Carbon trading is already happening in Europe and legislation has passed in seven North East States and California. Trading on the east coast market will start in 2009 and in the Californian market trading will be fully implemented in 2012.

In Europe carbon dioxide has been trading for about $20 per ton. Every ton of coal fired releases about three tons of carbon dioxide (C becomes CO2). Any new coal generation above the carbon emission "cap" would have to pay about $60 for every ton of coal fired (today).

In the US coal currently costs about $30 per ton at the mine mouth (which is commonly located in the powder river basin of Montana). Here in, Wisconsin it costs about $60 per ton of coal - once all the other costs are added (mostly transportation (70% of the US's rail traffic is coal)). So the cost of the carbon emissions would about double the cost of coal in states like Wisconsin (today). Khosla says carbon trading will increase coal generated power prices by three to six times!

We often hear that the US has a 200-year supply of coal. What we do not hear is that the first coal to be mined is the easy cheap coal. We also do not hear that the 200 years is based on current consumption.

The U.S. Geological survey, according to Vinod Khosla, reported that only 17% of the US coal resource could be mined without significant increases in production cost. With all the new coal power plants that coal would last ten years. After that the cost of coal mining will increase quickly.

Coal is dirty fuel and a serious source of carbon doixide. If we think that global climate change has even a small chance of occuring than the world must reduce coal firing (the Chinese are very busy building coal fired power plants as well).

In Wisconsin, people purchase a home insurance policy primarily to cover major events, such as the home burning down. These major events have a probability of less than one in a hundred of occurring. Is the likelihood of global climate change greater than one in a hundred?

In Britian a report on global climate change was released today. Two quotes: "failure to tackle climate change could push world temperatures up by 5 degrees Celsius (9 Fahrenheit) over the next century, causing severe floods and harsh droughts and uprooting as many as 200 million people" and "Failure to act could plunge the world into an economic crisis on a par with the 1930s Depression..."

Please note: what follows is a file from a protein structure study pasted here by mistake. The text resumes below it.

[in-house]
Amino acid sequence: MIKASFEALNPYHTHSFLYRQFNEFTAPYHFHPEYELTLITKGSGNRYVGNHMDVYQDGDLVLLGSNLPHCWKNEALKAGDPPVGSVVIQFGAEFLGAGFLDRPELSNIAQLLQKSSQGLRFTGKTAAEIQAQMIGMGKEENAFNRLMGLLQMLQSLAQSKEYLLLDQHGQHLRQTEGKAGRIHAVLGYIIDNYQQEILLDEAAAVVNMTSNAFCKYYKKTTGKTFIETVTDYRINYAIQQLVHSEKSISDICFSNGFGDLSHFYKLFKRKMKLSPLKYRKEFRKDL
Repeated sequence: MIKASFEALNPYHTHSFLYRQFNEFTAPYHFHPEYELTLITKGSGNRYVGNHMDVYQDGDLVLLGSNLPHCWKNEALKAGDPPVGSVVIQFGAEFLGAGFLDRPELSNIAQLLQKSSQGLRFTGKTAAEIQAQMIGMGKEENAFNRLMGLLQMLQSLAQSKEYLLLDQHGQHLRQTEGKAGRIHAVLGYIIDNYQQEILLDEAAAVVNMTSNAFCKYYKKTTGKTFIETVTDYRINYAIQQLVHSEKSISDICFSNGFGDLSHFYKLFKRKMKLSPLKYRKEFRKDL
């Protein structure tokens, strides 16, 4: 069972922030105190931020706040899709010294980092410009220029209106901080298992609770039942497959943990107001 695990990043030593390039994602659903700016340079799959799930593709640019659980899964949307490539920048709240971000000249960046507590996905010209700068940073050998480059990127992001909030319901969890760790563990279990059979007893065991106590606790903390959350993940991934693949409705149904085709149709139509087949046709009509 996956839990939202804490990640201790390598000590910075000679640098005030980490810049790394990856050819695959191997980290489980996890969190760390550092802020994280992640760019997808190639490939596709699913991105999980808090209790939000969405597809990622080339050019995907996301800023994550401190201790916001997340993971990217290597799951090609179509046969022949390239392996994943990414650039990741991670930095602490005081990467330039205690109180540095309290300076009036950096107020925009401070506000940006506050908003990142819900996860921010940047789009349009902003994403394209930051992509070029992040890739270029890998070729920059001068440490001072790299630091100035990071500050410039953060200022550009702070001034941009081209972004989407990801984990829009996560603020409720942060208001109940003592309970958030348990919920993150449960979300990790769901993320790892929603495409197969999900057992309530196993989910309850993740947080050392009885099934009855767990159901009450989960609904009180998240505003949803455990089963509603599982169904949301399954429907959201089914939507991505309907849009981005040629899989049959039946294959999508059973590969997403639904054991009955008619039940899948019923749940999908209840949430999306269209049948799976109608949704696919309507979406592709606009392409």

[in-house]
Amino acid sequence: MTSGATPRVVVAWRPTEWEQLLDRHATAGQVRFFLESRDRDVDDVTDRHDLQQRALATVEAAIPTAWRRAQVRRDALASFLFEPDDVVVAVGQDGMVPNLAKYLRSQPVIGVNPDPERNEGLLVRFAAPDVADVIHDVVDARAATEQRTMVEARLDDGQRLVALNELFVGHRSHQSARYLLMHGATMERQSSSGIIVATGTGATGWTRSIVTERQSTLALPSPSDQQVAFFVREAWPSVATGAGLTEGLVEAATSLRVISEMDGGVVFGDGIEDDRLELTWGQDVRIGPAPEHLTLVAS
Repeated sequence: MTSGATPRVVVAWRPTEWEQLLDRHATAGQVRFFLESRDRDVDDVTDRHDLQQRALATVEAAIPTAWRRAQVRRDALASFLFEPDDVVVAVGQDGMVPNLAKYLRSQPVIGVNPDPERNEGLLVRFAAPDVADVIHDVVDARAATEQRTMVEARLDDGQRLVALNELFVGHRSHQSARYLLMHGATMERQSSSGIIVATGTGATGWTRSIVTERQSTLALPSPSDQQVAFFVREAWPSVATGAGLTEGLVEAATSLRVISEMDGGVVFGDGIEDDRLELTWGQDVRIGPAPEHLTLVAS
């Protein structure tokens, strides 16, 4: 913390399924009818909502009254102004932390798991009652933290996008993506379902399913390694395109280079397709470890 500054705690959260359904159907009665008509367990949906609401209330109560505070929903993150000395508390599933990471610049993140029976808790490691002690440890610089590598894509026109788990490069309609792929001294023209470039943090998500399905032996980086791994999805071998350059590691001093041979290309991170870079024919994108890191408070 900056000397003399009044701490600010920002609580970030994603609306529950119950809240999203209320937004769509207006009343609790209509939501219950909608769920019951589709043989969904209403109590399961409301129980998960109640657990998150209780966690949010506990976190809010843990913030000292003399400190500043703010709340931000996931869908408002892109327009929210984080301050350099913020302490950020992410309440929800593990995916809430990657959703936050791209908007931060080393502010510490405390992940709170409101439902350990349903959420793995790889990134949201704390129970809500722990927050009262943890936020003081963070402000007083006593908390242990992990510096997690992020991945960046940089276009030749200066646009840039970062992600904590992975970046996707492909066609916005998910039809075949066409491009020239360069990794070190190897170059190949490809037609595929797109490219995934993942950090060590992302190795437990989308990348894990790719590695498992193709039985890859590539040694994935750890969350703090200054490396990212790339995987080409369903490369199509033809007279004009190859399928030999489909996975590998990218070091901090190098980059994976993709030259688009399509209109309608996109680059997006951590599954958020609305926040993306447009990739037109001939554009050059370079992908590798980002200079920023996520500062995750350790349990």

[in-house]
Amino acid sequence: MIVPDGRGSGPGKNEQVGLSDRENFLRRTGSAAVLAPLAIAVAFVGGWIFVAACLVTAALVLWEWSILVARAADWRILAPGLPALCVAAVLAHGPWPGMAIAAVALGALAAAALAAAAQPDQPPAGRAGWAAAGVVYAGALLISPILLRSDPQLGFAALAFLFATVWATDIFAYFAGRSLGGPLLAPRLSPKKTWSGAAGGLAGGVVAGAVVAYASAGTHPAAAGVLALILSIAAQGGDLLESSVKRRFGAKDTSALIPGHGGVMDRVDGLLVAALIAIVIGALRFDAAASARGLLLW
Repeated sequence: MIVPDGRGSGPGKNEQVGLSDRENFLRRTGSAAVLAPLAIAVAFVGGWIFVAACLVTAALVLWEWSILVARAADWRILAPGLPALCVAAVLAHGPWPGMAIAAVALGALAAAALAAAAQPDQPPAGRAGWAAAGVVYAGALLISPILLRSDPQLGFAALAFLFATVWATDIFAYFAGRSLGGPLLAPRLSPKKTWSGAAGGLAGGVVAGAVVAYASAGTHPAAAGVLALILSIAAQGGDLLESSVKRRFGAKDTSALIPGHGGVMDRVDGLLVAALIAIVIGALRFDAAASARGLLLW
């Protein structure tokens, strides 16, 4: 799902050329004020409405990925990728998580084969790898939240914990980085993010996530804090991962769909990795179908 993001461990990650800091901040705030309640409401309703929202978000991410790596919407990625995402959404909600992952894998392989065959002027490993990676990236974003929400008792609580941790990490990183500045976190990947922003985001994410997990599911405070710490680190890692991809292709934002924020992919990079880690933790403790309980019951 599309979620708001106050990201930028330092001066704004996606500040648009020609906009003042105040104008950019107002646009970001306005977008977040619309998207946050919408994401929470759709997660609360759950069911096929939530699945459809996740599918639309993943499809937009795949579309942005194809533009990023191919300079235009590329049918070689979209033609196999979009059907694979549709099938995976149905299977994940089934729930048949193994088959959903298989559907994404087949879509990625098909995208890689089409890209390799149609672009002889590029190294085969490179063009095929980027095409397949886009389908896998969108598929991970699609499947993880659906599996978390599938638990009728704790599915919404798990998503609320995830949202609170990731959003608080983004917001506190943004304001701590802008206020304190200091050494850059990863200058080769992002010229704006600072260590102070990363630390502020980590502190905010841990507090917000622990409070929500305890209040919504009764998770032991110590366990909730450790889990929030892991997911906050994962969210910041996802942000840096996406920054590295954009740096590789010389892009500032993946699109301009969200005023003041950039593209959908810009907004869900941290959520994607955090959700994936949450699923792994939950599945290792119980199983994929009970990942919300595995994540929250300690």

Vinod Khosla recommends (that like farmers) we pay coal miner not to mine coal. It may be one of the cheapest ways available to society to "sequester" fossil carbon.

Solar Power 2006 Conference

I am one of the lucky 8000 people that witnessed the birth of solar energy market in the US. It occurred in San Jose, California at the Solar Power 2006 Conference in October.

Thanks you U.S. DOE for sending me! Note, I run what used to be called the Wisconsin Million Solar Roofs Initiative.

Information about the conference can be found here:
I particularly recommend the webcasts of the Keynote speakers
check out Vinod Khosla

The conference had about 1500 attendees in 2005 and over 7000 this year.

Something happened in those 12 months. It is called the rebirth of the solar market place in perhaps the best of all places in the world for it: silicon valley California. In Silicon Valley they know silicon, they know venture capital, they know how to create new businesses, they know engineering and perhaps most importantly they know how to draw together the best minds in the world to meet technical challenges.

And the man behind it all - happens to be the "Governator". Yes, Arnold Schwarzenegger. He kicked started it all by creating a three billion dollar incentive program for solar electric systems.

I believe the Governator's investments in solar, green technologies in general and passage of California's carbon trading law, will be an economic boon to California. California now has a energy climate that the world will be forced to face in a few years. In those few years California's businesses will get a jump on most everyone else (like those of us here in Wisconsin).

Attendees of the Solar Power 2006 Conference tended to look like business people, including many bankers, and included large contingents from Germany, China and Japan. This is unlike the attendees of any other solar conference that I have attended over the last eight years: where the attendees tended to be older, more academic, and depressed that nothing was happening.

This page is powered by Blogger. Isn't yours?